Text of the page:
ISO200, 12mm, F/5.0, this photo has an effective exposure time of 90 minutes
The trick is not to expose one image very long, but to combine multiple photos into one image. The image above consists of 9 photos that were exposed for 10 minutes each (1.5 hour total).
The necessary tool
What is required to take the photos is a tripod and a exposure timer. An exposure timer can expose a number of photos for a given time at short interval (1 second in between).
A power supply is required if real long exposures are required. I tested it with my Nikon D300S how far I could get on a fully charged battery: it gave me 21.5 frames of each 10 minutes (215 minutes or 3.5 hour). I got the JJC TM-G. It is quirky (you should not program exact minutes, but add one second, otherwise the second photo exposure goes berzerk), but I’ll manage.
A wide angle lens is required to capture a respectable part of the nightly sky. 12 mm on a APC-C sensor DSLR will do. F/4 or F/5 at ISO200 will provide sufficient starlight. The exposure time should be chosen such that the background objects are illuminated well (by the moon or some other light source). The exposure time will not affect the strength with which the stars are shown, since they move. A longer exposure results in a longer trail, but not in a brighter trail.
Start a while after sunset, when there is still some light in the sky (red at western horizon, blue in the rest). The sky goes from light to fully dark.
Program the exposure timer, so that it takes a large number of images at given exposure time, with as short as possible interval in between. My timer allows for minimum 1 second in between. When long intervals are chosen in between, we end up with star trails with little gaps in it.
Choosing the scene
The best effect is to point the camera to the north (northern hemisphere) or to the south (southern hemisphere). This makes the trails look more circular.
Put the camera on the tripod, place it firmly on the ground, choose the scene, connect the exposure timer and start it. Now it is up to patience…. Don’t touch or even look at the tripod, since the camera may absolutely not move a micrometer. You need a lot of it. After your battery runs empty or you get bored, you go home with a number of photos, each showing the scene, each showing part of the star trails. You might choose to expose a photo for with the lens cover on the lens, for noise cancelation, though I never used it.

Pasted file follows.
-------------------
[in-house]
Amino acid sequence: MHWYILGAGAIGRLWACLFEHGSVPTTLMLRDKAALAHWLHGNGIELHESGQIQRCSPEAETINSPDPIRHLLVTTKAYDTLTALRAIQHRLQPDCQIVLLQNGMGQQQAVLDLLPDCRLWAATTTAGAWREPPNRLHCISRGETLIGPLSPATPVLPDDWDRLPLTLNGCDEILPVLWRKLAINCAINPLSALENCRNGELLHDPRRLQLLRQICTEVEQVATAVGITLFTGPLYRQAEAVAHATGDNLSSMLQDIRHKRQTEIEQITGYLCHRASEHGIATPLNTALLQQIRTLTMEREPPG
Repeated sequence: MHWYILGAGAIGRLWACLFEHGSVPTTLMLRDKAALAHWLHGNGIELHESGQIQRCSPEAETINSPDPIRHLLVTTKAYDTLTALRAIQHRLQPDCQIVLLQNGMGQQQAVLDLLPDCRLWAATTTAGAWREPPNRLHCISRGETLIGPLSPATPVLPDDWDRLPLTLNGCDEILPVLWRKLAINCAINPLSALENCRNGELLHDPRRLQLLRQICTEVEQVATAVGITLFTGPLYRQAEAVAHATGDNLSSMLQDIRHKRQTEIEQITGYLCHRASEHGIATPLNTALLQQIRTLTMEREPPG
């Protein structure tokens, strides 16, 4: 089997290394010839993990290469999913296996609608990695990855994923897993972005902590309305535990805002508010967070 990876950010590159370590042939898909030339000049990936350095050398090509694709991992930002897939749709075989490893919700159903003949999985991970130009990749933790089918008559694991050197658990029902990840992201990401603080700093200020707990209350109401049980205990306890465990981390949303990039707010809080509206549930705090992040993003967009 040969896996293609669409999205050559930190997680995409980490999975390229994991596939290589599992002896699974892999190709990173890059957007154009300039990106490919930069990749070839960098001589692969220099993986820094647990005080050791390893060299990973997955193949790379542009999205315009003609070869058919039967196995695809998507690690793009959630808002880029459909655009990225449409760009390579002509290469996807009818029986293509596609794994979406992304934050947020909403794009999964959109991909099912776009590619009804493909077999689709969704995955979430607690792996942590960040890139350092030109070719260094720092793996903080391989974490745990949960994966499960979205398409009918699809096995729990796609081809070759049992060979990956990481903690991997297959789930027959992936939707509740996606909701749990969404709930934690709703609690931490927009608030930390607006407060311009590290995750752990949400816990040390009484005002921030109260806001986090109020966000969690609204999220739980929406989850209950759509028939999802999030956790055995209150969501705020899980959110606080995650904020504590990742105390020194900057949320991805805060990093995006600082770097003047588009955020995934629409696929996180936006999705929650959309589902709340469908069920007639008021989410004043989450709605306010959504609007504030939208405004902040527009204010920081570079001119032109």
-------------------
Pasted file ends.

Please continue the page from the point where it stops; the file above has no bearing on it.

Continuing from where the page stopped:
We use Photoshop for what is called ‘stacking’ the photos. In this process we will combine all exposures into one photo. We do this in such a way that in the end result each pixel is is shown
I start of with post processing the photos in Lightroom. Post process the 1st exposure (the one right after sunset), so it looks ok. Â Synchronize the settings to the rest of the exposures. I use to export the photos to JPG for further processing in Photoshop.
Kick Photoshop into life.
Choose File -> Scripts -> Load into stack. A pop-up opens
Select the images to stack and press OK. Sit back a while, while Photoshop load all the images in separate layers. It is shown in the LAYERS section.
Select all the image layers.
Choose Layer -> Smart Object -> Convert to Smart object. We now end up with just one smart object containing all the layers. (note: if this feature is disabled, you’ve got the non-extended version of Photoshop).
Now select Layers -> Smart Object -> Stack Mode -> Maximum. Now the magic happens: all the star trails appear.
What has happened is that for each pixel in the end result the maximum from ‘underlying’ images is chosen. If you started after sunset, the 1st photo in the stack is the brightest. So this one will show up, with only the stars from subsequent exposures.
Finally, save the image as JPG. I am used to re-importing it in Lightroom for the final touch (like cropping).
12mm, ISO200, F/5.6, 603 s, 10 exposures (=100 min)
On this one I was so bored waiting, so I decided to stand very still between the trees for one exposure of 10 minutes. With some masking in Photoshop, I managed to get it on the end result.
Finally, this is the longest exposure on 1 battery load.